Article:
More research needs to be done, says Ptah (one of the best students Black Studies produced at San Francisco State University) but it is crystal clear Ephraim Murrill was an African who obtained mythical status.  Again, his transition in Madera, 1941, was important enough for the Fresno Bee to do a story on him, claiming he was respected by both whites and blacks.

    --Marvin X Murrill Jackmon



    Tuesday, December 31, 2013

    Marvin X's Great Grandfather, Former Slave, Dies on Madera Ranch


    Former Negro Slave Dies on Madera Ranch

    Ephraim Murrill, 99, who lived the first twenty years of his life as a Negro slave in North Carolina, died yesterday in his home on a Madera district ranch. Murrill, who was highly respected by both whites and Negroes in the community, recalled having seen Abraham Lincoln when the great emancipator was campaigning for his first term as president.

    Surviving him are one daughter, Mrs. J. H. Hall, Madera; a son, John Murrill, Fowler; nine grand children and three great grandchildren. He would be 100 years old had he lived until next February 13. One of his brothers lived to the age of 116.

    Funeral services will be held tomorrow afternoon in the Jay Parlors and burial will be in Arbor Vitae Cemetery.
    --Fresno Bee, Tuesday, December 16, 1941
    ------------ --------- --------
     Fresno Bee photo of Marvin X during his struggle to lecture in Black Studies at Fresno State University, 1969
    Parents of Marvin X, Marian Murrill Jackmon and Owendell Jackmon I
     
    Marvin X. Jackmon, born May 29, 1944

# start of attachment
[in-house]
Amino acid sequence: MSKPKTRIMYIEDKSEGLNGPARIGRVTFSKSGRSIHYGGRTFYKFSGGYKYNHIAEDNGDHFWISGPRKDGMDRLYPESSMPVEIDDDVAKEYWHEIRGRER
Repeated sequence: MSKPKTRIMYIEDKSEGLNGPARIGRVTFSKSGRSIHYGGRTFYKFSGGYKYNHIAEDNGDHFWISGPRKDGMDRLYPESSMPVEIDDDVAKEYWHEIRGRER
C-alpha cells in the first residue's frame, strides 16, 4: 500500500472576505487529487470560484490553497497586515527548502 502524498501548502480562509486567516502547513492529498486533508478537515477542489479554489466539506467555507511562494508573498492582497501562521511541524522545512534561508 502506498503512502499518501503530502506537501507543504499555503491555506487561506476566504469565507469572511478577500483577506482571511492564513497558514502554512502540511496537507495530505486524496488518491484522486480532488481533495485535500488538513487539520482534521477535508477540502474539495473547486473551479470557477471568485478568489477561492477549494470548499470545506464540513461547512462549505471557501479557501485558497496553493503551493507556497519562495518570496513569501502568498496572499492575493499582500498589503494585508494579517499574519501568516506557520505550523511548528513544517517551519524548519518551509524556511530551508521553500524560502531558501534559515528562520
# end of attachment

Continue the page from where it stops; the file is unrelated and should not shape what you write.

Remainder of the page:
Ephraim Murrill is the maternal great grandfather of poet/philosopher Marvin X. His mother, Marian Murrill Jackmon, was born in Fowler, about thirty miles south of Madera. Marvin X was born there as well, May 29, 1944. Marvin's parents, Owendell Jackmon and Marian published the first black newspaper in the central valley, the Fresno Voice. They were also real estate brokers who sold many blacks their first homes after WWII.


    The Jackmons later moved to Oakland and became florists on 7th Street. Mr. Jackmon was prominent in West Oakland's political and social life. He was a member of the Men of Tomorrow, the Elks Lodge and the American Legion. He was a member of Downs Memorial Methodist Church. Mrs. Jackmon became a Christian Scientist, follower of Mary Baker Eddy.

    Mrs. Jackmon later returned to Fresno with her children and opened a real estate business. In 1969, Marvin X became the most controversial black in Fresno history when he defied Governor Ronald Reagan by continuing to teach at Fresno State University, even though the Gov. ordered the college/now university to remove him by any means necessary, especially since he had refused to fight in Vietnam.

    According to Marvin X's student and colleague, Ptah Allah El, his great grandfather is one of the legendary men of the Central Valley. He and Col. Allenworth may have been associates. After Col. Allenworth, Murrill is the most prominent black man in the central valley. Something about him crossed the line separating blacks and whites. Negroes in the Valley know about Epharaim Murrill. According to Ptah Allah El, Ephraim Murrill  was well known in Madera, Fresno, Fowler, Hanford, Lemoore. He was a conscious black man.

    Marvin X's  cousin Mrs. Latanya Tony (wife of FSU chemistry professor emeritus Joe Tony)  is researching family history.



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    Fa salli li rabbika, so pray to your Lord! Allahu liman hamida: He hears those who praise Him. Rabbanlaka al hand: Our Lord to Thee is due all praise! The pen of a scholar is worth a thousand ignorant worshippers!--proverb